Hired a dud who, you just found out, has a history of crying discrimination? Make sure you have solid, business-related reasons for any discipline you take. Here’s why ...
From employment law to compensation and benefits, FMLA and hiring and firing and more, Business Management Daily provides comprehensive Human Resources updates.
Discover how your colleagues – and competitors – are dealing with discrimination and harassment, employment law, benefits programs, and more.
One of the toughest tasks for HR is to decide which employees are supervisors. Employers need to know this because supervisors are excluded from a collective bargaining unit for union organizing and voting purposes ...
The federal FMLA and New Jersey’s Family Leave Act (NJFLA) both make it illegal to discipline or terminate employees because they take leave to care for a sick parent or child. But that doesn’t mean employees who take such leave are “untouchable” from discipline ...
Q. We hired a new branch manager in a one-person office in another town. Because she earns $19,240 a year, she doesn't meet the new annual threshold of $23,660 for exempt status, correct? Several times a year, she escorts trips involving overnight stays. While she's out, she forwards her calls to the host office and closes her doors. How do we compensate her? Am I right that she has to be considered "hourly"? And how do we compensate for the overnight and travel time? —K.H., Kansas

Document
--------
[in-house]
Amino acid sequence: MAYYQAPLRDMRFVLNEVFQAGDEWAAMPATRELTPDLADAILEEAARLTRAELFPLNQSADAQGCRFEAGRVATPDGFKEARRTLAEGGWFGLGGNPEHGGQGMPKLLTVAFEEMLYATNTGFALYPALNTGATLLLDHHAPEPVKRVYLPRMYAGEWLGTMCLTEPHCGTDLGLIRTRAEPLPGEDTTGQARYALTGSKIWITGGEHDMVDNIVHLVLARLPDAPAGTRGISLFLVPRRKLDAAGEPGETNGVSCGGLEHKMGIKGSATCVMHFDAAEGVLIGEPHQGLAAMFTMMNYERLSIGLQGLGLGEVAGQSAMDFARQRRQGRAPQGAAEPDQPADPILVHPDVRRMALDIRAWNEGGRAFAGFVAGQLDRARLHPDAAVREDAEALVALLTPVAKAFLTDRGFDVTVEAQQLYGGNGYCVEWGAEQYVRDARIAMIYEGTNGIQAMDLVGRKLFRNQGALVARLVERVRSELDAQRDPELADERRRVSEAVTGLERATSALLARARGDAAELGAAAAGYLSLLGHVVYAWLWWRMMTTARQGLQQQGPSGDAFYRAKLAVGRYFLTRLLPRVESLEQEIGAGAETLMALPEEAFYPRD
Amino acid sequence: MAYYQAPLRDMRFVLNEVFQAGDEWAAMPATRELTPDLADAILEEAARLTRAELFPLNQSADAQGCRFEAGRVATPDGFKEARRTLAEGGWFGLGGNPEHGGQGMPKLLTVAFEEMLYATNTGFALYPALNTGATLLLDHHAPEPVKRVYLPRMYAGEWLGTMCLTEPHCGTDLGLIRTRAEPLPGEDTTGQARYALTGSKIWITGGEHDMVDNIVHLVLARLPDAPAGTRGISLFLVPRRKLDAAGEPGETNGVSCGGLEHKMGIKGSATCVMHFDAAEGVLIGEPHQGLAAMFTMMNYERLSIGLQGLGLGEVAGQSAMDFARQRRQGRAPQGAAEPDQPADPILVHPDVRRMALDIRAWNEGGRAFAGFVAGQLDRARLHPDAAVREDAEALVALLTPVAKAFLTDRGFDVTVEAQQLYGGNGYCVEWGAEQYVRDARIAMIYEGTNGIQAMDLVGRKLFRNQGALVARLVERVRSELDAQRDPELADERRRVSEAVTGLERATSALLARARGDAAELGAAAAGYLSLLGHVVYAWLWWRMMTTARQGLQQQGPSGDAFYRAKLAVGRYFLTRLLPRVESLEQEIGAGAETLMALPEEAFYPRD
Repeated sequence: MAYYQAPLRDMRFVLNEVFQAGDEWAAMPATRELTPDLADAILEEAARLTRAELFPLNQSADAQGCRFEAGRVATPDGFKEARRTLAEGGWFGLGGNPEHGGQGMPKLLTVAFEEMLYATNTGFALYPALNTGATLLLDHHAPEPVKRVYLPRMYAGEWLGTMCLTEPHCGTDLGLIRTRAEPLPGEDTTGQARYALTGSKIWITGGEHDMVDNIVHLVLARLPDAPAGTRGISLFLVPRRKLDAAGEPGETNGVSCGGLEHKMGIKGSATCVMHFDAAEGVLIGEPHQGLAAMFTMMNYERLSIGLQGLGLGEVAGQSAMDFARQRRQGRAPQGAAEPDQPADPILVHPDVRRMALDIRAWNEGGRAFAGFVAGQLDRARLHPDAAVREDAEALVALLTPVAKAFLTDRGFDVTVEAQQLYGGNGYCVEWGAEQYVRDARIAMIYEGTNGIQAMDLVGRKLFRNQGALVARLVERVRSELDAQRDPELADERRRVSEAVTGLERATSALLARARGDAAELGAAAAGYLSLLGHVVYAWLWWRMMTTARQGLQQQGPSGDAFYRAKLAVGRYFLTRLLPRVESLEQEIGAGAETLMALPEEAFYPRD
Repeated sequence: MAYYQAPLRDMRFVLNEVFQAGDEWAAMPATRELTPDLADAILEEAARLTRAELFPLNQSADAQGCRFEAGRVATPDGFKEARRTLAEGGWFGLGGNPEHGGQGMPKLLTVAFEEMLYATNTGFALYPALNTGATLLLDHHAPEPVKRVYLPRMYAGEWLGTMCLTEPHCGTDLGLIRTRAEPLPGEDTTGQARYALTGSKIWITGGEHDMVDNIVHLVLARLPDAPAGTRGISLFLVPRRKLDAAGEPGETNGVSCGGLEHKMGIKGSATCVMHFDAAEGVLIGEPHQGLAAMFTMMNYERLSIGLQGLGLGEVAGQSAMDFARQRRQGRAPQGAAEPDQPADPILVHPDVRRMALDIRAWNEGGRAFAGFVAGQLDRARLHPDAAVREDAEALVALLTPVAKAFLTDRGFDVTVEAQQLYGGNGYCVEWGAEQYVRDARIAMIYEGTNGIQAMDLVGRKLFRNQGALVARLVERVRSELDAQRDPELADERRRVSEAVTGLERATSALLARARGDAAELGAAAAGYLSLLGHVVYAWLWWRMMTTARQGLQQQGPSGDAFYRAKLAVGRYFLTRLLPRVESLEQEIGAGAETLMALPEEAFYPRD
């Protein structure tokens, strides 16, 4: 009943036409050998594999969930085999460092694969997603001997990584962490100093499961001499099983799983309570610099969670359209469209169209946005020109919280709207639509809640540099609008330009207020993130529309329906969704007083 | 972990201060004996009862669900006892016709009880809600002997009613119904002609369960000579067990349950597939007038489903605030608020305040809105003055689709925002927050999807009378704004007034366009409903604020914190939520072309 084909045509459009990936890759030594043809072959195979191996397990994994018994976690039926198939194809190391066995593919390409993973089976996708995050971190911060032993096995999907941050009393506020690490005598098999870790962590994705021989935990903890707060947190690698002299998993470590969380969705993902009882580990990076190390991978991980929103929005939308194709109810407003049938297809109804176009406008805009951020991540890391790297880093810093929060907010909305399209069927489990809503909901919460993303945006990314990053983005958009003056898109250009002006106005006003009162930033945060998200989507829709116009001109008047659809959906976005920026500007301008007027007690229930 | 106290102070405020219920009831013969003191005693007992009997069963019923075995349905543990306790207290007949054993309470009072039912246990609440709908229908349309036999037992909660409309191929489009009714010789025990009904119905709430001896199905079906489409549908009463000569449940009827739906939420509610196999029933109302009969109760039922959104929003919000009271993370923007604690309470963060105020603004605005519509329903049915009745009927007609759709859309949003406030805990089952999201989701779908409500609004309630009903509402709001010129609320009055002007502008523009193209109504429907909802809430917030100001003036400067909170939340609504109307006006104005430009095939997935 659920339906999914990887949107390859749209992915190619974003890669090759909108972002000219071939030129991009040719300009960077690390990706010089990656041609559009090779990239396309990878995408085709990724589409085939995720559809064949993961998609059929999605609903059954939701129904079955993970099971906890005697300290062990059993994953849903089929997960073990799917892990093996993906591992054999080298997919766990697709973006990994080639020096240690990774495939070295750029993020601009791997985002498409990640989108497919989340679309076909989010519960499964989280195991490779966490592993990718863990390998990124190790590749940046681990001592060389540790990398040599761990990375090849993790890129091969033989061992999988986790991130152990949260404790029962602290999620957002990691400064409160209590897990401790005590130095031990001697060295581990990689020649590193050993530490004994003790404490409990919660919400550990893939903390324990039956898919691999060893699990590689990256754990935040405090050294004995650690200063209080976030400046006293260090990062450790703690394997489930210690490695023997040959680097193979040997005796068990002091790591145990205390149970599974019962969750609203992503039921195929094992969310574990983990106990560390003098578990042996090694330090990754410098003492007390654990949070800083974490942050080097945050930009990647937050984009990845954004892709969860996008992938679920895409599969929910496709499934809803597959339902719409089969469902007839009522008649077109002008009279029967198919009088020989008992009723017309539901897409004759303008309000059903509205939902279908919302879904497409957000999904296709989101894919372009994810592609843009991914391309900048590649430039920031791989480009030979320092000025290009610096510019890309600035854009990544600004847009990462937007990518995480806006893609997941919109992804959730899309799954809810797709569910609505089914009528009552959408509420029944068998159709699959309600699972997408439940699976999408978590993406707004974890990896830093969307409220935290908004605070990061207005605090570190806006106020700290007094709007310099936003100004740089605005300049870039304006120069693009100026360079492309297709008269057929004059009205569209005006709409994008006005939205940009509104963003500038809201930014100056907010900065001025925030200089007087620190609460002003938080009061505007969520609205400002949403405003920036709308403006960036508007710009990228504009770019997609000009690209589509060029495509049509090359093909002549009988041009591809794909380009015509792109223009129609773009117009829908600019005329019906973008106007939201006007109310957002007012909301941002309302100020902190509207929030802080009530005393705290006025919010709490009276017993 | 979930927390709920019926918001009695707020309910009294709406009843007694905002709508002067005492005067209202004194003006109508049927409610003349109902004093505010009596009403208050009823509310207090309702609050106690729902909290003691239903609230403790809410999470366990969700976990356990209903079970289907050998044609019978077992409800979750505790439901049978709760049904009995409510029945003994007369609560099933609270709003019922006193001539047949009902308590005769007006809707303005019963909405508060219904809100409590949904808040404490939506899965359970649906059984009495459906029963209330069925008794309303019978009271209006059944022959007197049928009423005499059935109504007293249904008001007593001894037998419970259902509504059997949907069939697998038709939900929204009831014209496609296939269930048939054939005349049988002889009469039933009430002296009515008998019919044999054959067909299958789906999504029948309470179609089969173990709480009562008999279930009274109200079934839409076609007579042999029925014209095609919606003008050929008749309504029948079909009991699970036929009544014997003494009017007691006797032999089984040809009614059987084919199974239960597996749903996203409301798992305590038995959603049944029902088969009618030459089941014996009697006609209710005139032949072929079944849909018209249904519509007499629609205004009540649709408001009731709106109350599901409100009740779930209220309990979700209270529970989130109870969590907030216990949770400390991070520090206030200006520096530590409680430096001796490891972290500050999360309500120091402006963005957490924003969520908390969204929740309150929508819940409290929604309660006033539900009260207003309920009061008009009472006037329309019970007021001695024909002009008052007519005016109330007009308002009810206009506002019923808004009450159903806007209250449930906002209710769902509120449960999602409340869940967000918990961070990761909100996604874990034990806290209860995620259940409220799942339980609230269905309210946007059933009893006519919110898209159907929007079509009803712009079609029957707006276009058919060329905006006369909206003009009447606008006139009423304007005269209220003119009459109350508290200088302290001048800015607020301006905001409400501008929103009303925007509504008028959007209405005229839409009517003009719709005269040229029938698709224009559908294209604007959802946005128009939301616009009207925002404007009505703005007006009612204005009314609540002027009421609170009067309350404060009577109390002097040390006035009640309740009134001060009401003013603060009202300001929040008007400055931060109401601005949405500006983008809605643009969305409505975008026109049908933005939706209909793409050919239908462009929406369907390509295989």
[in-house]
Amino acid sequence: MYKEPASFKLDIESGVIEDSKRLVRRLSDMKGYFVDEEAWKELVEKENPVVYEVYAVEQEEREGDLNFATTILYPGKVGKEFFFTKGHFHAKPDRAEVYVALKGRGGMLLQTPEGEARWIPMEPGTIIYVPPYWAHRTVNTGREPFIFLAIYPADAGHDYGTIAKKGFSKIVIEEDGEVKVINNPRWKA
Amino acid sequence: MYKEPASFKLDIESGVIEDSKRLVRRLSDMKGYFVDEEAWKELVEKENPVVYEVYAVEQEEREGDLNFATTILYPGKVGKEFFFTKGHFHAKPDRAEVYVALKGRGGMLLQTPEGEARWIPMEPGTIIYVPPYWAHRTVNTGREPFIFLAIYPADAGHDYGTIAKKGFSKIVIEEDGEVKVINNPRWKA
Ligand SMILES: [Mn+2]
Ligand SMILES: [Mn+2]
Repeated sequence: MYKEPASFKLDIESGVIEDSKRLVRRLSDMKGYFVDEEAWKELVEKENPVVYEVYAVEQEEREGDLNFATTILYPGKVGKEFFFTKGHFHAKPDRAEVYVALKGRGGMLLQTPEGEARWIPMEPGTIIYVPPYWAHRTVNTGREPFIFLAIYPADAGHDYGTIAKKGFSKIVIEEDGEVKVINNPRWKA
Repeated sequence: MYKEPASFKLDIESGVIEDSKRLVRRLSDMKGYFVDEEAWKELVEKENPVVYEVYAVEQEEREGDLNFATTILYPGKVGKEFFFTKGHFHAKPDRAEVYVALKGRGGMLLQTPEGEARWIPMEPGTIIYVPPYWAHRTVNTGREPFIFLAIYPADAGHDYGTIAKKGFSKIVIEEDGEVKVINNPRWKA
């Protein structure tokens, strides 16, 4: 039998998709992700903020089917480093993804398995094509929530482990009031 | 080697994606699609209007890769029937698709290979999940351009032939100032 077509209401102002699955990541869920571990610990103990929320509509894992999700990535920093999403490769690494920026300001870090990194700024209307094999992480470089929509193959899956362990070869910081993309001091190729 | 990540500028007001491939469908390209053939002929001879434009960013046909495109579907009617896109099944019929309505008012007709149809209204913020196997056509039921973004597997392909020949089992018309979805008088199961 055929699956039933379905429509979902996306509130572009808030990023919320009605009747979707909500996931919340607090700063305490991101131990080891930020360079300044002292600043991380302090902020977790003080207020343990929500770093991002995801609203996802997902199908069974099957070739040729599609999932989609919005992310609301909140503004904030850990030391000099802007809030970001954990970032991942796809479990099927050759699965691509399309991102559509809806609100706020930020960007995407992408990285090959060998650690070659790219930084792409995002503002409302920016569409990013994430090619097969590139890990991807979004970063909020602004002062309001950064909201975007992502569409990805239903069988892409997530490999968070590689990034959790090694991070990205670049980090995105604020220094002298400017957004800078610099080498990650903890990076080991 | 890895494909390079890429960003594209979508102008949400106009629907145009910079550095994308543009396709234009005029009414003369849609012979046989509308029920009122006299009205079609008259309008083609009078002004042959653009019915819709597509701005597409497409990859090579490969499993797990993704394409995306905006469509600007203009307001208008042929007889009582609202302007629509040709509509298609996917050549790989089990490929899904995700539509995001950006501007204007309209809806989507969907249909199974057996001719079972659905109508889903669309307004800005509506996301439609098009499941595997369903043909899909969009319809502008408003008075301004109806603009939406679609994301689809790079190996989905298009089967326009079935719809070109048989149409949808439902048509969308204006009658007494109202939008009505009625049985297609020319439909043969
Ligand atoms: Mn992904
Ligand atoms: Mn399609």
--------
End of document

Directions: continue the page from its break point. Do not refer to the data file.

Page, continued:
Q. We have two employees who started a relationship. One is married. The wife of the married employee came to our facility and demanded to speak with the other woman. We didn't permit them to speak on the premises. Do we have any potential for liability in a situation like this, especially if it escalates? Can we do anything to discourage employee romances or is this strictly off-limits? —C.R., California
Q. Our company pays overtime to salaried supervisors for hours they work over 40 in a week. I have never heard of this compensation practice. Is it legal? —C.H., Colorado
Q. We recently terminated an employee. He claims that he is legally entitled to a letter outlining the reasons for his discharge. Is he correct? —E.T., Maryland
Q. We verbally warned an employee not to work overtime. Recently, he claimed to have worked 56 hours straight, eating and sleeping only on regular break times. The timecards say he was here, but we don't have any night staff, so we can't verify if he was actually at work. Is there anything we can do? —S.T., Michigan
Q. A group of our employees met during their break to have group prayer. A supervisor complained to our president, who instructed that we should notify employees that they can't pray on break time. Nor can they pray during lunch unless they leave the building. Some employees are upset. Is this policy legal? —M.S., California
Q. Over the last six months, we have made several attempts to mail a former employee her last paycheck by certified mail. We believe that we have the correct address because we mailed her other items by regular mail during this period and none have been returned. What legal obligations do we have, if any, to get this check to her? —R.Y., Washington, D.C.